Bringing science and development together through original news and analysis

  • View on Poverty: GPS training key to disaster response

Image credit: G.M.B. Akash/Panos

Speed read

  • Emergency workers need accurate information in the wake of a disaster

  • Local people and humanitarian can provide useful reports

  • But without training in GPS technology location data is sometimes vague

A change in US law has made it legal for firms to publicly display images from satellites with resolution high enough to show objects such as manhole covers and postboxes. Previously, companies were prohibited from showing images in which objects smaller than 50 centimetres were visible. Reporting the news, an article by Wired.co.uk said it “was hoped that disaster relief would become easier as a result of the changes”. [1]

Yet ever greater detail in satellite images is not necessarily the key to effective disaster response, says Liz Hughes, CEO of MapAction, a not-for-profit organisation that collects and maps information relevant to the first responders after a disaster.

Hughes tells me that relief workers need access to information about the situation on the ground quickly in order to help as many people as possible after a disaster. And she says ensuring the accuracy of this information is more of a pressing challenge than generating maps with ever-higher resolution.

It’s routinely possible to map data sourced from people on the ground using free online tools. Using anything from photographs taken with mobile phones to eyewitness testimonies communicated through email or social media, local people could provide tip-offs that a road is flooded, for example, or that no food is getting to a specific area. After receiving such information, organisations like MapAction would put it on a map and supply it to humanitarian response organisations.

Although this mishmash of geographically labelled — or geotagged — information is valuable, it’s not perfect, says Hughes. This is because there may be conflicting reports or data may be difficult to map accurately. And, in the frantic rush to get help to survivors, emergency workers need trustworthy information to make decisions.

“So, for us, a lot of geotagged data on a map isn’t sufficient,” Hughes tells me. “That’s not to undervalue it, but it doesn’t give a rapid analysis to a UN assessment team that they need to do their job in the short time frames that they’re working to.”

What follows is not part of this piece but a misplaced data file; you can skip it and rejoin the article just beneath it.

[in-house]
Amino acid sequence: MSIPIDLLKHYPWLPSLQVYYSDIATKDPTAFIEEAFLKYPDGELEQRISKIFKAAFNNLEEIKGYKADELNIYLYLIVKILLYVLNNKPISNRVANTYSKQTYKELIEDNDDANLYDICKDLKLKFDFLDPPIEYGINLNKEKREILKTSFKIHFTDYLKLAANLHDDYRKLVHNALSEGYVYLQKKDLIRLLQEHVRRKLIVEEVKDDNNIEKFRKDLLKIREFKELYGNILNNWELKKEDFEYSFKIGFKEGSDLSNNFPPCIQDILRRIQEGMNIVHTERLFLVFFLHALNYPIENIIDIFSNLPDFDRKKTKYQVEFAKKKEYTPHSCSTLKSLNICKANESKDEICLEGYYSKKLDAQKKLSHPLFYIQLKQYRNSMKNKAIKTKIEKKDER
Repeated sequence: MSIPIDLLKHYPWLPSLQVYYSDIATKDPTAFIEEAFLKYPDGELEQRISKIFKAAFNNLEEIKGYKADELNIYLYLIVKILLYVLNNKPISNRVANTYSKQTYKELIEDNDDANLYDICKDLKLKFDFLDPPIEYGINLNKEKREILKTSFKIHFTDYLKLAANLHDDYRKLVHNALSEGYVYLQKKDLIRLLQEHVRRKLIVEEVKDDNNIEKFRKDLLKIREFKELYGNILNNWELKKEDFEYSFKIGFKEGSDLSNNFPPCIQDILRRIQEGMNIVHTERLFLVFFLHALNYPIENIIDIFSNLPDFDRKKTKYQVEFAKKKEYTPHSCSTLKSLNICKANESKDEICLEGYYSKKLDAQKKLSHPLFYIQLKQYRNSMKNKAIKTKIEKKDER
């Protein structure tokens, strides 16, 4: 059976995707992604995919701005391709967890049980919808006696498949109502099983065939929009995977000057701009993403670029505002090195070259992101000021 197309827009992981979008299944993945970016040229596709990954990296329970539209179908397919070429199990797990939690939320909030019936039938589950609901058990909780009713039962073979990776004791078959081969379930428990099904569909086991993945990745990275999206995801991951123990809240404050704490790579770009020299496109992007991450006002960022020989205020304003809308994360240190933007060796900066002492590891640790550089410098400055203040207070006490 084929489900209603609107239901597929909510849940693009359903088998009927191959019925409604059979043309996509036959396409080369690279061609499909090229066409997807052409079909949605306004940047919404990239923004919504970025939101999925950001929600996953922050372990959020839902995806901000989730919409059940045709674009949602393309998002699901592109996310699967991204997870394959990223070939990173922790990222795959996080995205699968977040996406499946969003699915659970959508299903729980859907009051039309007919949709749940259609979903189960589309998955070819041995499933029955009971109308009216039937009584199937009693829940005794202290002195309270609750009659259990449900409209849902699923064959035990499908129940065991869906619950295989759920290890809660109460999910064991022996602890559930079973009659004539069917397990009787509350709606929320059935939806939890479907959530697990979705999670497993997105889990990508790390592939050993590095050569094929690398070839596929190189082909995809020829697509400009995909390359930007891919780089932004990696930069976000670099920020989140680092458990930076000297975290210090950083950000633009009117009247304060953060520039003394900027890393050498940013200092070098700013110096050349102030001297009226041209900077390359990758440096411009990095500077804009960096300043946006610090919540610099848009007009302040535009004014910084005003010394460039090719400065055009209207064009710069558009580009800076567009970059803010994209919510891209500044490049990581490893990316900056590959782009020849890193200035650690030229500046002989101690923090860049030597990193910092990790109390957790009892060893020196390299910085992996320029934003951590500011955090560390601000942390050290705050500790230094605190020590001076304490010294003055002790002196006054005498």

She adds: “What we’re trying to do is show a more consolidated picture” by providing a synthesis of the data that has been assessed and then mapped to give the humanitarian community an immediate overview of where various needs are (see example map below).
MA045_PHL_MIRA_Results_P02_WASH_A3_v1-300dpi (2)
This map was produced in January 2012 by MapAction during the aftermath of flooding in the Philippines. It summarises water, sanitation and hygiene issues reported by the emergency workers. ENLARGE ICON Click to enlarge map
One important way to get reliable information is to train emergency relief workers to use GPS (Global Positioning System) devices, Hughes tells me. This means they can quickly report details on the ground and organisations such as MapAction can be confident that they are geographically and factually accurate.

“We spend quite a lot of time when we’re participating in training events for the UN or with NGOs showing people how to use GPS,” she says. “Because if they’re out in the field and they see a bridge that is down — if they can just capture that coordinate and bring it to us — we can put it on a map very easily.”

This is vital, she says, because “we can only map what we’re given. People will quite often give us information that they’ve written on a scrap of paper in the field. That’s fine: we’ll take anything people want to offer us. But the clearer the location is, the quicker we can map it.”
 
Joshua Howgego is SciDev.Net’s deputy news and opinions editor. @jdhowgego
Republish
We encourage you to republish this article online and in print, it’s free under our creative commons attribution license, but please follow some simple guidelines:
  1. You have to credit our authors.
  2. You have to credit SciDev.Net — where possible include our logo with a link back to the original article.
  3. You can simply run the first few lines of the article and then add: “Read the full article on SciDev.Net” containing a link back to the original article.
  4. If you want to also take images published in this story you will need to confirm with the original source if you're licensed to use them.
  5. The easiest way to get the article on your site is to embed the code below.
For more information view our media page and republishing guidelines.